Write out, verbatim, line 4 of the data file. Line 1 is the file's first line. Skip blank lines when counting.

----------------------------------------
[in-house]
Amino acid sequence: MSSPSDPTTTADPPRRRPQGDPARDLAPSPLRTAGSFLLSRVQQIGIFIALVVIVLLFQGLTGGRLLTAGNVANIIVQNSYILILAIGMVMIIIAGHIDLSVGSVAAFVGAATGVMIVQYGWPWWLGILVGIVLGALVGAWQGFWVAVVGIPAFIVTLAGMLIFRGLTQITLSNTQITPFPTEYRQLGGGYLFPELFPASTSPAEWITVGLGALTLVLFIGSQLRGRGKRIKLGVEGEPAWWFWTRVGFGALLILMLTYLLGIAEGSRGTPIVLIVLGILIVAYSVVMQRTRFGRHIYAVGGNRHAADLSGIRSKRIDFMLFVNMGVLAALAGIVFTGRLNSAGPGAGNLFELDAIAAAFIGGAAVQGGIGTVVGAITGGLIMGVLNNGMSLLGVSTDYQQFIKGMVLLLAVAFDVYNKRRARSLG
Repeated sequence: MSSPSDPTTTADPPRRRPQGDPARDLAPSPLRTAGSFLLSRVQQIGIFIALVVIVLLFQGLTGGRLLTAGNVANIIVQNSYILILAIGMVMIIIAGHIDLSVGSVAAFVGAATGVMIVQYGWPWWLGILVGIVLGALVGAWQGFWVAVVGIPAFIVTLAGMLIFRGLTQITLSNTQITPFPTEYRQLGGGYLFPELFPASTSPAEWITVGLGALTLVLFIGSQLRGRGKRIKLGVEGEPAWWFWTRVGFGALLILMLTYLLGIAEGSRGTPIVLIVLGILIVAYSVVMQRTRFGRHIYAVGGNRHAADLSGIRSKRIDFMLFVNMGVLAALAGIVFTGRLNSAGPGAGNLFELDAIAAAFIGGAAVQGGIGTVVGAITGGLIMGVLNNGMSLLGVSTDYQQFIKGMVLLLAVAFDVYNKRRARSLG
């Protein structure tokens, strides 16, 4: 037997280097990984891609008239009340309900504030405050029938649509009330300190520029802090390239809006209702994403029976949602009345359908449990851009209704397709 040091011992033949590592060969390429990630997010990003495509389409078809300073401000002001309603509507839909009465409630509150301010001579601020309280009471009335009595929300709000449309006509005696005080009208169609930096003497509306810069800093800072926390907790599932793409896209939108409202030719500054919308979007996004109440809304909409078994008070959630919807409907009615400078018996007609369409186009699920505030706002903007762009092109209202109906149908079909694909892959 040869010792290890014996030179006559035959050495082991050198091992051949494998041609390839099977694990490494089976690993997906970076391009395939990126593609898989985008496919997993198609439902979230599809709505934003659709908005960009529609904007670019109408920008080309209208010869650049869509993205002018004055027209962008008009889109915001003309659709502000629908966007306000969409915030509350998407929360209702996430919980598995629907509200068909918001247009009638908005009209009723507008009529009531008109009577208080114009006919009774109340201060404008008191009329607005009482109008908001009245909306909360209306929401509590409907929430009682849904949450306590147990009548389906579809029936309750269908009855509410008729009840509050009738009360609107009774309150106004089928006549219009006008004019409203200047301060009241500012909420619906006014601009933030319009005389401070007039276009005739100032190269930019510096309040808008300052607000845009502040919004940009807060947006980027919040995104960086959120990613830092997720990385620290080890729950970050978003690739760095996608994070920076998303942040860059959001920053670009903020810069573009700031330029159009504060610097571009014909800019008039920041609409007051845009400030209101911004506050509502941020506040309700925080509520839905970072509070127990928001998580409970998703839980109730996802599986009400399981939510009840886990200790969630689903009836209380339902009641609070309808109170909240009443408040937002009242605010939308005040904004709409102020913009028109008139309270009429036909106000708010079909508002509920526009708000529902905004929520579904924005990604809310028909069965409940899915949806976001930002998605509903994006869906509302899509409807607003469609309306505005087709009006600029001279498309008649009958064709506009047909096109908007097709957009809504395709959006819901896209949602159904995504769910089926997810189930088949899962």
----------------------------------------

């Protein structure tokens, strides 16, 4: 037997280097990984891609008239009340309900504030405050029938649509009330300190520029802090390239809006209702994403029976949602009345359908449990851009209704397709 040091011992033949590592060969390429990630997010990003495509389409078809300073401000002001309603509507839909009465409630509150301010001579601020309280009471009335009595929300709000449309006509005696005080009208169609930096003497509306810069800093800072926390907790599932793409896209939108409202030719500054919308979007996004109440809304909409078994008070959630919807409907009615400078018996007609369409186009699920505030706002903007762009092109209202109906149908079909694909892959 040869010792290890014996030179006559035959050495082991050198091992051949494998041609390839099977694990490494089976690993997906970076391009395939990126593609898989985008496919997993198609439902979230599809709505934003659709908005960009529609904007670019109408920008080309209208010869650049869509993205002018004055027209962008008009889109915001003309659709502000629908966007306000969409915030509350998407929360209702996430919980598995629907509200068909918001247009009638908005009209009723507008009529009531008109009577208080114009006919009774109340201060404008008191009329607005009482109008908001009245909306909360209306929401509590409907929430009682849904949450306590147990009548389906579809029936309750269908009855509410008729009840509050009738009360609107009774309150106004089928006549219009006008004019409203200047301060009241500012909420619906006014601009933030319009005389401070007039276009005739100032190269930019510096309040808008300052607000845009502040919004940009807060947006980027919040995104960086959120990613830092997720990385620290080890729950970050978003690739760095996608994070920076998303942040860059959001920053670009903020810069573009700031330029159009504060610097571009014909800019008039920041609409007051845009400030209101911004506050509502941020506040309700925080509520839905970072509070127990928001998580409970998703839980109730996802599986009400399981939510009840886990200790969630689903009836209380339902009641609070309808109170909240009443408040937002009242605010939308005040904004709409102020913009028109008139309270009429036909106000708010079909508002509920526009708000529902905004929520579904924005990604809310028909069965409940899915949806976001930002998605509903994006869906509302899509409807607003469609309306505005087709009006600029001279498309008649009958064709506009047909096109908007097709957009809504395709959006819901896209949602159904995504769910089926997810189930088949899962």